I should warn you that I'm blonde, left-handed, and Polish. So I will be asking a lot of questions. Thank you. Thank you. Thank you.
. . . . . Christine

 

Hi Christine,

I see you've done your homework (and had fun doing it!). There's no surprise in the wide range of prices you were quoted - from $32.75 to $80.00 for 500 1-color letterheads - or in the response to your queries. When we did the same research for our own print shop, we had one employee tell us "I can't quote you on that. I only work here." Really?!

Judging by your list of equipment and from what I gathered on your web site, the Indigo 1000 is your heavy iron. There's a new version of Morning Flight coming with improved digital capabilities, courtesy of Craig and Automan. I'll let you know when it's ready for downloading. Let's tackle the digital pricing then.

Blonde, left-handed, and Polish works for me, Christine, so feel free to fire away with your questions. Before you do, though, let me know what you're currently charging for 500, 1000 and 3000 1- and 2-color letterheads, say on 24 lb white Classic Laid. I should have asked you that earlier.

After Christmas, I'll crunch some numbers to come up with suggested offset pricing. Your letterpress would be treated either as postpress (if it involves die-cutting or stamping of an offset or digital product), or merchandise.
. . . . .  Hal Heindel

 

The staff here had been using the formula - paper x 4 plus 15.00 per plate.

1 Color / 2 Color

500 77.62 92.62
1000 140.20 155.20
3000 390.60 405.60

What does CTP mean for plates? What is a washup? What is cut Bond in cut and drill? What is the difference between Pantone, HKS, Focoltone, and My System? How do I know if it is a one-price paper or multi-price? What is a makeready? I thought it was the sheets we use to set up a job on letterpress. Does the term have other meanings? Thank you again.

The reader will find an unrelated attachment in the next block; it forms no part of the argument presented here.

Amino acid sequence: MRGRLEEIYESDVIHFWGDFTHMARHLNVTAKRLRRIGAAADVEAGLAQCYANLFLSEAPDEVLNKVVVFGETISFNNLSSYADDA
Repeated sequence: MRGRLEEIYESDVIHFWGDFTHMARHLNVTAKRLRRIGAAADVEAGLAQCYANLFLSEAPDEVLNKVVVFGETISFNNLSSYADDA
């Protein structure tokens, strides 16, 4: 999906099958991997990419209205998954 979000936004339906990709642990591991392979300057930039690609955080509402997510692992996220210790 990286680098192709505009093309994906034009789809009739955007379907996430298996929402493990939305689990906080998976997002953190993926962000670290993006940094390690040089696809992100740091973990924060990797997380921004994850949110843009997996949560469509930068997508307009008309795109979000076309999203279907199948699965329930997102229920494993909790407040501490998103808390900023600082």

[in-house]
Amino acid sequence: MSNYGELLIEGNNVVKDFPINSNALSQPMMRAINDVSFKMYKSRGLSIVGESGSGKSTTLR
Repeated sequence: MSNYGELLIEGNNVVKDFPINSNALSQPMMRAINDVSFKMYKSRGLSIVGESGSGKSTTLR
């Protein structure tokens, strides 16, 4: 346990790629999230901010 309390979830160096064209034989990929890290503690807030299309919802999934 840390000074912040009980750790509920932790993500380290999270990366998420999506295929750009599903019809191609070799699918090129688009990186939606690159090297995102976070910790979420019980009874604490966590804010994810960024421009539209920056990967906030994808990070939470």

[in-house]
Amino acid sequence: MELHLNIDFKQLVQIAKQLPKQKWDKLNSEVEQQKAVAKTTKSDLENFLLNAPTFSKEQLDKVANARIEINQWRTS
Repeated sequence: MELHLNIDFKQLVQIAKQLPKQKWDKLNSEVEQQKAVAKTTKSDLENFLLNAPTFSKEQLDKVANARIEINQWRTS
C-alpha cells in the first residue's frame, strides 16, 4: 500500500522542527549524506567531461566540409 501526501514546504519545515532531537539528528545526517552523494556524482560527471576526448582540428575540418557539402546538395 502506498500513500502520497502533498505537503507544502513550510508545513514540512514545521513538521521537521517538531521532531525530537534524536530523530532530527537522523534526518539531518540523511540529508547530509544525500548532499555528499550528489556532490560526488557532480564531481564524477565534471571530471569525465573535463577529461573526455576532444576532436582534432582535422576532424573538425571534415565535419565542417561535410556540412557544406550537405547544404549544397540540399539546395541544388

. . . . . Christine

 

Hi Christine, and thanks for the pricing info. I'll take it from there. As for the definitions:

CTP stands for computer-to-plate. This can be anything from a souped-up laser printer that can burn polymer plates, to a $50,000+ dedicated platesetter. The idea is to have the desktop publishing done on a computer and go from there directly to plate.
A wash-up is what you charge to clean the press after running color ink. Light color wash-ups  cost more because you generally have to wash the press twice, once before the run to get any dark ink off the rollers, and once after.
The reason MF specifies Bond for cutting and drilling is because it usually takes twice as long to cut or drill Cover. On the type of cutter found in a small shop, you can cut 500 sheets of Bond in one lift, but only 250 sheets of Cover. Once the program knows what you charge for Bond, it can calculate the cost for Cover.
PMS (Pantone Matching System) is the color matching system we use in the States and in many countries abroad. HKS is favored in Germany, Focoltone (FOur COLor TONE) is found primarily in the Pacific Rim, and My System is what's left when nothing else fits.
There will be an entire page explaining the different categories of paper on the PrintFire web site by this weekend.
Finally, Makeready. It can include the paper you use to set up the press (although that's usually referred to as startup waste or setup sheets), but makeready commonly pays for the time it takes to adjust the press before you can start printing. In digital printing, for instance, Morning Flight defaults to 5 minutes for Makeready and 5 sheets for Startup Waste.

Hope this helps.
. . . . .  Hal Heindel

 

Hal and Craig,

Thank you for the information. You have no idea how much you are helping me and my family. You have been the most responsive to my pleas for help, and I can't thank you enough. Sincerely,
. . . . . Christine